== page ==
Some weeks ago, a PeP reader wrote a comment in response to one of my semi-weekly diatribes against Katherine Kersten. This reader took issue with the notion that journalism is a respectable profession, as have many people across today's political spectrum.
Journalists have displaced lawyers as the new publicly favored punching bag. From bloggers to media critics to politicians to the everyday citizen, disapproval with the press has reached an all-time high. Journalists, however, are a necessary and vital part of a civil society, and it appears that the public has begun to take journalism for granted without realizing its importance.
A comparison of journalism and law aptly describes the point I'm trying to make. There is perhaps no other profession as reviled and respected as law. There are a million lawyer jokes out there, people consider them parasites and ambulance-chasers who are only out for themselves. Yet, the majority of lawyers do very noble work. Everyone loves to hate lawyers, and at the same time everyone loves to know a good one.
In the same way, journalists are being demonized today. Many consider them bloodsuckers who only look for stories that sell, which is why you see so many reports on sex, missing children, shark attacks, and so on. Journalists and their parent companies, as the argument goes, look at the bottom-line, and so what's produced is what titillates and strikes fear. Yet, while everyone loves to bitch about "the media" we still have newspapers, magazines, 24-hours news channels, among other sources, and we are dependent on them for stories that matter to us.
This dichotomy serves the classic paradigm of a love-hate relationship. We love the media when they're telling us something we want to know; we hate the media when they're telling us something we don't want to know, don't believe, or don't want to believe.
This is also a sign that the media is doing its job. Conservatives have rallied against journalism for decades because of a perceived liberal bias. Liberals, within the last decade and particularly since the Telecommunications Act of 1996, which lead to massive deregulation of the media industry, have lambasted the press for a perceived conservative bias (see Fox News Channel and the Rupert Murdoch media empire) due to the conglomeration of news outlets into the hands of so few. When such criticism is coming down on an institution, at times venomously, from such diametrically opposed viewpoints, the press is doing a great job. The truth will always piss some people off, so if everyone's pissed off it seems that there's a lot of truth-telling going on.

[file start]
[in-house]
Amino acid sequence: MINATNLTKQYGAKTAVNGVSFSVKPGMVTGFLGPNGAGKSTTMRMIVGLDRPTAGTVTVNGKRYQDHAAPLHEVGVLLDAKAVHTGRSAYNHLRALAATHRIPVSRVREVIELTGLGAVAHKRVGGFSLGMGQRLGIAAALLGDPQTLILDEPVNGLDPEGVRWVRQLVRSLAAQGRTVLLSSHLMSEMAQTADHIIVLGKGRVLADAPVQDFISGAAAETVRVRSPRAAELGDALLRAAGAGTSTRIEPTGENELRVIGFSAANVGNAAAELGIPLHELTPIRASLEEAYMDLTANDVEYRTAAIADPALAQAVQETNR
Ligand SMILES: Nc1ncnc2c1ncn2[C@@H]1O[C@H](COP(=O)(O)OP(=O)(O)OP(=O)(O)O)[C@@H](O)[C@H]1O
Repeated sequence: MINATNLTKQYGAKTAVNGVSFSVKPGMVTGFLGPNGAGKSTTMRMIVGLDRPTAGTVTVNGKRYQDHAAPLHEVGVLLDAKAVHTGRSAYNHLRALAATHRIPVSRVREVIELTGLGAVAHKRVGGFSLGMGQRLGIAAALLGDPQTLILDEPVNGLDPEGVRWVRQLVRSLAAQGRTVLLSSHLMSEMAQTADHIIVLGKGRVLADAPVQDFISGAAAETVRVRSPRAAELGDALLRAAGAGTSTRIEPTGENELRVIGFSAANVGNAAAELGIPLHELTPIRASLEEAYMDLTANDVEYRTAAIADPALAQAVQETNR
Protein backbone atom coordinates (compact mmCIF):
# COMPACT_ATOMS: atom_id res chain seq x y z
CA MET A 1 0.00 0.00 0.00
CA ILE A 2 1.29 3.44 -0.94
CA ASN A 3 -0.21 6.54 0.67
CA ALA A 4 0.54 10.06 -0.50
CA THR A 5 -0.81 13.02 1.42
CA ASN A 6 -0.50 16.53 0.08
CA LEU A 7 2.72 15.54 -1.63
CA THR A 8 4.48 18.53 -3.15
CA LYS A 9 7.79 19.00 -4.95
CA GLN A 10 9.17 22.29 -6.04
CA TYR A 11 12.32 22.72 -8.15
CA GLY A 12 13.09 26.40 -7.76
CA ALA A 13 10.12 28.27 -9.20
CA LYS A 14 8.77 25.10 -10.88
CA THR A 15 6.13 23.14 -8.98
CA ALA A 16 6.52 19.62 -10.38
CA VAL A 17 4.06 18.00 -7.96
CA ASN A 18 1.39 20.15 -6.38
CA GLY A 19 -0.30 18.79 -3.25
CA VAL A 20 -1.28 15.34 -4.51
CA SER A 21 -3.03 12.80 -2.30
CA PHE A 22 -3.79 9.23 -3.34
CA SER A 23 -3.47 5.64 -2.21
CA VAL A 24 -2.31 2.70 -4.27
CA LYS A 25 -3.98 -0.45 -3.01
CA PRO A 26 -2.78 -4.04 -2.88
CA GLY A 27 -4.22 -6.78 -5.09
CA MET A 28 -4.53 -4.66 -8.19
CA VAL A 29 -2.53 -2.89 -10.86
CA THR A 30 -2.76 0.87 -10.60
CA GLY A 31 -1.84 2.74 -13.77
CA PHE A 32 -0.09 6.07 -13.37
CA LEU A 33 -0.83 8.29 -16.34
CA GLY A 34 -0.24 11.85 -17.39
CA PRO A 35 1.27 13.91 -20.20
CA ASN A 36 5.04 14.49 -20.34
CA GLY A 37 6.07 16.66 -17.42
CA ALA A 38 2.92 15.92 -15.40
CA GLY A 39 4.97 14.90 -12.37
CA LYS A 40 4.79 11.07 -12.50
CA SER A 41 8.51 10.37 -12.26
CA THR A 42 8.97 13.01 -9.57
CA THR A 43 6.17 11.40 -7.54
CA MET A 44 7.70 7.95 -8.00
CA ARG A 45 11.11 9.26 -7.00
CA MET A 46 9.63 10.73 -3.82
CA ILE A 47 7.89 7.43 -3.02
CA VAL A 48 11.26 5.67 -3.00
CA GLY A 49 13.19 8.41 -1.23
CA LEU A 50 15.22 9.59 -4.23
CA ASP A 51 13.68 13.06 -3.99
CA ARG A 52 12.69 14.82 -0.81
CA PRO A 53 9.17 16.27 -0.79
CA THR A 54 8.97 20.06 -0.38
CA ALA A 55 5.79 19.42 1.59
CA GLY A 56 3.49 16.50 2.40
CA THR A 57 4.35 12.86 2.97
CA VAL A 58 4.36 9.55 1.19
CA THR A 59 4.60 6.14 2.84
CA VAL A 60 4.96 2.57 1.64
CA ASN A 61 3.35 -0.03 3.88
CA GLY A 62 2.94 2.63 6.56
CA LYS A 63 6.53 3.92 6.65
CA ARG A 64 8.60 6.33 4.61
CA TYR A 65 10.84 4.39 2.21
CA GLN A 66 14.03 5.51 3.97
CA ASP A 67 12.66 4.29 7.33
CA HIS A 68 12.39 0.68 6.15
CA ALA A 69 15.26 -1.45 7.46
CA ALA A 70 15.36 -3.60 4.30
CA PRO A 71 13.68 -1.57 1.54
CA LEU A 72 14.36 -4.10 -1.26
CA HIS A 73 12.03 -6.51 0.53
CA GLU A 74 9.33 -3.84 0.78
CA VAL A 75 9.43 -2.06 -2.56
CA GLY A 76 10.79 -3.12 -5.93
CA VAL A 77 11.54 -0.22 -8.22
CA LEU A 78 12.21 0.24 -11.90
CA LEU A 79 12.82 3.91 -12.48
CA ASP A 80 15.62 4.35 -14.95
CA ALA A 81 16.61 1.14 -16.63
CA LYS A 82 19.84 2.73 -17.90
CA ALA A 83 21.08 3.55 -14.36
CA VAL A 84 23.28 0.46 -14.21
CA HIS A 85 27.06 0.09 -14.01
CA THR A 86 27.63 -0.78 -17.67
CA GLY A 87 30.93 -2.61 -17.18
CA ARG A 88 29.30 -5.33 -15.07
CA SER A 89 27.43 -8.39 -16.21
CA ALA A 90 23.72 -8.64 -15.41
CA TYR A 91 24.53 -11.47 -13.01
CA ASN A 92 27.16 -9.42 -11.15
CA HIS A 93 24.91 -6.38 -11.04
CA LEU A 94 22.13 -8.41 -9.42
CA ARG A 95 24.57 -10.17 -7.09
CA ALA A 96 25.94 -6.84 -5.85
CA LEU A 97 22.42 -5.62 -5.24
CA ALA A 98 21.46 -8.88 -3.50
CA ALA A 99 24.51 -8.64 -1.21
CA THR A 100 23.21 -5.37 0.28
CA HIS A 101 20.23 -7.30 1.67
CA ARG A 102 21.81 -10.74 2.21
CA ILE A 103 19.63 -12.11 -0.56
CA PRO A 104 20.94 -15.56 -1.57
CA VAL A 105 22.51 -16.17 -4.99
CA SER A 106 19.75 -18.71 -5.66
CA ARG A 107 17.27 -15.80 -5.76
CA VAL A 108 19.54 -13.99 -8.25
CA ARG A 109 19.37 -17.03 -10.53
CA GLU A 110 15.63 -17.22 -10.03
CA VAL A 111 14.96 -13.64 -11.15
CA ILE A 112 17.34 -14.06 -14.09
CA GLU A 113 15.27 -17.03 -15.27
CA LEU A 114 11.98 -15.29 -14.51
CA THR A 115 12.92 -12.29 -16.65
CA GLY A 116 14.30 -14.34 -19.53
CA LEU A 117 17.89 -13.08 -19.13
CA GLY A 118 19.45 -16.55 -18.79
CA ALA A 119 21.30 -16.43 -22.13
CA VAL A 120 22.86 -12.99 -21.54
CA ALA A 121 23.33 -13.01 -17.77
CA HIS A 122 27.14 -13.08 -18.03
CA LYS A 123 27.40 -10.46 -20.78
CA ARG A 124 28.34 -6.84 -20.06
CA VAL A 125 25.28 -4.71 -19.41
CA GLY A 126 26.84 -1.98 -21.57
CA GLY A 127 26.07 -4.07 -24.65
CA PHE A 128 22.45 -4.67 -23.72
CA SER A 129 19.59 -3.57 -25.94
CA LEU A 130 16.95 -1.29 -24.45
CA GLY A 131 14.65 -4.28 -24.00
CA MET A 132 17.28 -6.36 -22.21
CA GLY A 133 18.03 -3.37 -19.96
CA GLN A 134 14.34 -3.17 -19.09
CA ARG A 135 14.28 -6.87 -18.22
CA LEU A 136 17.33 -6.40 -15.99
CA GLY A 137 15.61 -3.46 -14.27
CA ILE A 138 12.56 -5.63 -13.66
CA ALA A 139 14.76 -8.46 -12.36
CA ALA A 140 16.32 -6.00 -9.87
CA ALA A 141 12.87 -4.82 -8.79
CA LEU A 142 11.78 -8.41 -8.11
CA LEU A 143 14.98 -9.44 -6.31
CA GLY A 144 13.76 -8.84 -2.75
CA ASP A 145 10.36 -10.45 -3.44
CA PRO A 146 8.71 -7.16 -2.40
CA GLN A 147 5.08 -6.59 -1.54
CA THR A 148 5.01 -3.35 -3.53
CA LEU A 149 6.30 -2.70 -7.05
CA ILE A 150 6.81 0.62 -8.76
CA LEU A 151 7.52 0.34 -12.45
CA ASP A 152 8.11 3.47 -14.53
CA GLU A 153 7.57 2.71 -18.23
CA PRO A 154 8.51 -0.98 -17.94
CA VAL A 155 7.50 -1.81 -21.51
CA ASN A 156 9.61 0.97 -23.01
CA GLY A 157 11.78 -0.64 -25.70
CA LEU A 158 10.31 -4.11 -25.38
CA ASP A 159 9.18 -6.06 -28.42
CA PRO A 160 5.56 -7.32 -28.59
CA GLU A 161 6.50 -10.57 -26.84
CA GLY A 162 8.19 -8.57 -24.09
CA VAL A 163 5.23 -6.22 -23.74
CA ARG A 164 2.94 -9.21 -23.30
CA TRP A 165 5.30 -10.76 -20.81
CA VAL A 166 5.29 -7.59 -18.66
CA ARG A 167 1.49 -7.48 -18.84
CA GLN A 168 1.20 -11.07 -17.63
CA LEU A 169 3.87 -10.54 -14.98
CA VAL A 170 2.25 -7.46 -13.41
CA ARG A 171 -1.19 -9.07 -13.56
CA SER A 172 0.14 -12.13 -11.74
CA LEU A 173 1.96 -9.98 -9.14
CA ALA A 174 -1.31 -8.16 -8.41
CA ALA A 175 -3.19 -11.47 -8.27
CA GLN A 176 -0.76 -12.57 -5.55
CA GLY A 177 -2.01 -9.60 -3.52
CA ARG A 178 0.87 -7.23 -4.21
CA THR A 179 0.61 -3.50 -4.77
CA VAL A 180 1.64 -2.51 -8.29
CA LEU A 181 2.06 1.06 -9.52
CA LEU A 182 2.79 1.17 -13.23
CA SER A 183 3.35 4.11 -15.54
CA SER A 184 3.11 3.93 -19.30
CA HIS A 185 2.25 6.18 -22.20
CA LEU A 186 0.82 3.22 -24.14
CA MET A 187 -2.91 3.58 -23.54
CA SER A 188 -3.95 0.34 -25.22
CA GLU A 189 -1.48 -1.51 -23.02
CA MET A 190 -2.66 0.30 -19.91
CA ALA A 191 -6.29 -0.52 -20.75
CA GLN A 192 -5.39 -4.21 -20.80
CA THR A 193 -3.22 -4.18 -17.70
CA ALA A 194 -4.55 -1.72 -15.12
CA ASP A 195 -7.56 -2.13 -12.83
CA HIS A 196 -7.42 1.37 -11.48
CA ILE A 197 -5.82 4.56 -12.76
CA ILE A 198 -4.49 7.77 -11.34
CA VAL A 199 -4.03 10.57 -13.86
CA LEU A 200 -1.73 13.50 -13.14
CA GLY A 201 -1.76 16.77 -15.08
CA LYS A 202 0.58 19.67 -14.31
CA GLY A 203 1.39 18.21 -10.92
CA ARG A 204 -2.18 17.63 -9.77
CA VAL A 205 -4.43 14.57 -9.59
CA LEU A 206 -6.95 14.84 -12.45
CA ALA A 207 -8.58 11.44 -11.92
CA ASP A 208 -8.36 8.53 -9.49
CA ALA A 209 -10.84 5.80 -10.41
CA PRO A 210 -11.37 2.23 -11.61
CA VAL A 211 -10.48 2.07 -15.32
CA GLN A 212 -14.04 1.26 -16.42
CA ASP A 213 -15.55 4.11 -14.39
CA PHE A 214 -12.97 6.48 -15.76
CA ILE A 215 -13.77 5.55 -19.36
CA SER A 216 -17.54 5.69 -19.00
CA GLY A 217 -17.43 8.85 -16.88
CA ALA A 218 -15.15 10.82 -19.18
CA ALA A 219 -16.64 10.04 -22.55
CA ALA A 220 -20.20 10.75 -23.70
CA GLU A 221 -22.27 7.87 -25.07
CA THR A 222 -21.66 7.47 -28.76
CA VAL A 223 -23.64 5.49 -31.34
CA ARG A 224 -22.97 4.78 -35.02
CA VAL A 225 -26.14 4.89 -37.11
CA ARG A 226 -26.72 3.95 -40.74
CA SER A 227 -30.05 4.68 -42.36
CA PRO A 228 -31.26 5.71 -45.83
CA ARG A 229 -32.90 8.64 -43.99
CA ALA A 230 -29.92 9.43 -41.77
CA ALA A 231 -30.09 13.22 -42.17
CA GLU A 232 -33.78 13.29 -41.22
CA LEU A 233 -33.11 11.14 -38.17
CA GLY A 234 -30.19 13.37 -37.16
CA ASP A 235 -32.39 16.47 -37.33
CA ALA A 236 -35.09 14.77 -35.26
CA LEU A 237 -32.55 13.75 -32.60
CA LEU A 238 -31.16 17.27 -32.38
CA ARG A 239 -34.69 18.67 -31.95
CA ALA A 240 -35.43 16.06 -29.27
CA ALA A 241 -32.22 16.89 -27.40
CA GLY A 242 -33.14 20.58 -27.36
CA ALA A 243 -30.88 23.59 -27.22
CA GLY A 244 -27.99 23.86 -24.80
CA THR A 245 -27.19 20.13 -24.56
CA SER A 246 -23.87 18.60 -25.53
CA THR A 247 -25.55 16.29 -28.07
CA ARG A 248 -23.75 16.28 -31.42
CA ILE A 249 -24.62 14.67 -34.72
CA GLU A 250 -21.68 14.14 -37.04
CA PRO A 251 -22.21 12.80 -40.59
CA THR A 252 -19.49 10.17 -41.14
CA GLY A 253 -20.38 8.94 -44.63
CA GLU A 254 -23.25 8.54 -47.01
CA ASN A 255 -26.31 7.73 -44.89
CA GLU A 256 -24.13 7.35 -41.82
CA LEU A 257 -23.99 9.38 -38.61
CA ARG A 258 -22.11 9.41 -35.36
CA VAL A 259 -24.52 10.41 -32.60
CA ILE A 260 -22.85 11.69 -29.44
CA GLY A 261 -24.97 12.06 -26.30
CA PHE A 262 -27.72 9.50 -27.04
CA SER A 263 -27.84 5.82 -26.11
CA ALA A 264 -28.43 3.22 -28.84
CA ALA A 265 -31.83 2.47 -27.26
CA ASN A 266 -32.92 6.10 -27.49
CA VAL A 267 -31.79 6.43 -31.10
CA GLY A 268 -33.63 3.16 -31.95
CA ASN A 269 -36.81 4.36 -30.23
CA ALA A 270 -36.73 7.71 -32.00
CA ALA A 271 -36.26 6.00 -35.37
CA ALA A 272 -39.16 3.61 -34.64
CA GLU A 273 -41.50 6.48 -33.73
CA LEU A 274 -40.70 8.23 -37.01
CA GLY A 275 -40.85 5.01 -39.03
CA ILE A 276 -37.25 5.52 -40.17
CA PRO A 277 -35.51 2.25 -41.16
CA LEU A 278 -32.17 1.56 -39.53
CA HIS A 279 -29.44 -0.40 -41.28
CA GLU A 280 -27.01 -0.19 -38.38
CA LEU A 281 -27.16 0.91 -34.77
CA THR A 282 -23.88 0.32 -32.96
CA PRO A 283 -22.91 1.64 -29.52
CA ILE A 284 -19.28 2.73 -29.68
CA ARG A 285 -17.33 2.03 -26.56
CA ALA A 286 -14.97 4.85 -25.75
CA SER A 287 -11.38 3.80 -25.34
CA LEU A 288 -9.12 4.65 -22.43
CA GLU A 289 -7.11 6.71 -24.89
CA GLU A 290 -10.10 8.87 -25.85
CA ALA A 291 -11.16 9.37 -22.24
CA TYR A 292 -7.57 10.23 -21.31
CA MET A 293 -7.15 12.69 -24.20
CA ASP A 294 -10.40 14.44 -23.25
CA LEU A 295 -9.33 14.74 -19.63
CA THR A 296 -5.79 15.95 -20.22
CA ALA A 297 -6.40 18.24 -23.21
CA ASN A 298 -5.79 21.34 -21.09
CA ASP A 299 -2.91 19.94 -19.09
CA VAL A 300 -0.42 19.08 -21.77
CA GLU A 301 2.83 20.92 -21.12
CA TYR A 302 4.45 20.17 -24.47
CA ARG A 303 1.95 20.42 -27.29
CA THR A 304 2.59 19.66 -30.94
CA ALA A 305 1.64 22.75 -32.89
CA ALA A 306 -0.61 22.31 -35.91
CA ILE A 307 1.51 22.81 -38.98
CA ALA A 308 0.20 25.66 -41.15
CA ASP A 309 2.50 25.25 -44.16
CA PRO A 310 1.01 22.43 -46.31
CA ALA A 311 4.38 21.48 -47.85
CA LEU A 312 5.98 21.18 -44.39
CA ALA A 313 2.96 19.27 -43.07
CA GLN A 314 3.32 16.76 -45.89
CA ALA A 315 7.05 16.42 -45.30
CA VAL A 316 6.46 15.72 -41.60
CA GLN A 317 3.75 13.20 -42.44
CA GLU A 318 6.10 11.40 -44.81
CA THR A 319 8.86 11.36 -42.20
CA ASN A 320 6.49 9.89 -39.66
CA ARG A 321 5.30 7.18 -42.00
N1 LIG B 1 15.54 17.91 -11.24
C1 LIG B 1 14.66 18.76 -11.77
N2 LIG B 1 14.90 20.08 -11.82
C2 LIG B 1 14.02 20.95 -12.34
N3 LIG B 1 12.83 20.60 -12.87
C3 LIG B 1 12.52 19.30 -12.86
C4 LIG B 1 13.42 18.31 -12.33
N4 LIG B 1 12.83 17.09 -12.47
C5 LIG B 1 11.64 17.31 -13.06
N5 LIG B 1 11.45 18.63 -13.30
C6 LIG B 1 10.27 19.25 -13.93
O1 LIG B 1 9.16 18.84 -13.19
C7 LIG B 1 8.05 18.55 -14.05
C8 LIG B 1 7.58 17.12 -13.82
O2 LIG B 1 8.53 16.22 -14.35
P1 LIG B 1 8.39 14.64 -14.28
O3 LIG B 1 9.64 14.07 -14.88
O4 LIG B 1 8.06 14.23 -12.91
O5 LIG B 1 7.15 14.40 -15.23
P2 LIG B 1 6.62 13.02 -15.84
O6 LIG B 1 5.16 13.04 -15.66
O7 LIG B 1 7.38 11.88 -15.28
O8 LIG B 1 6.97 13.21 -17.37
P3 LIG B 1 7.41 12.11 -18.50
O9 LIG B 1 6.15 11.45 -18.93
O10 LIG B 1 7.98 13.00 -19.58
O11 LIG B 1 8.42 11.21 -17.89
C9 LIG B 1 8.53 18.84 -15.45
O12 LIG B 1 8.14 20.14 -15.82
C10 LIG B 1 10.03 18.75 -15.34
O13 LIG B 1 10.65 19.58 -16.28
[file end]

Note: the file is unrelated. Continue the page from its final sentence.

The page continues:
I will not argue with the fact that there is some awful journalism out there; not in the sense of fairness, but in the sense of newsworthiness (if you need an example tune into any of our local news broadcasts). This fact, however, is more the result of the sheer volume of news that is consumed today, far more than at any other time in history. If you think back five, ten, 20 years ago to the amount of news available, you'll realize the massive amount of news that surrounds us. The result has been quite a lot of fluff and fantasy. Yet, there is still exceptional journalism being practiced. You just have to separate the wheat from chaff.
And, of course, the PeP is the place to do just that.
Note: This post makes me a renegade in bloggerdom, because most bloggers think that we are the next generation of journalists. This couldn't be farther from the truth. Blogs, which love to rail against the MSM (mainstream media) are so dependent on the MSM that they couldn't exist without it.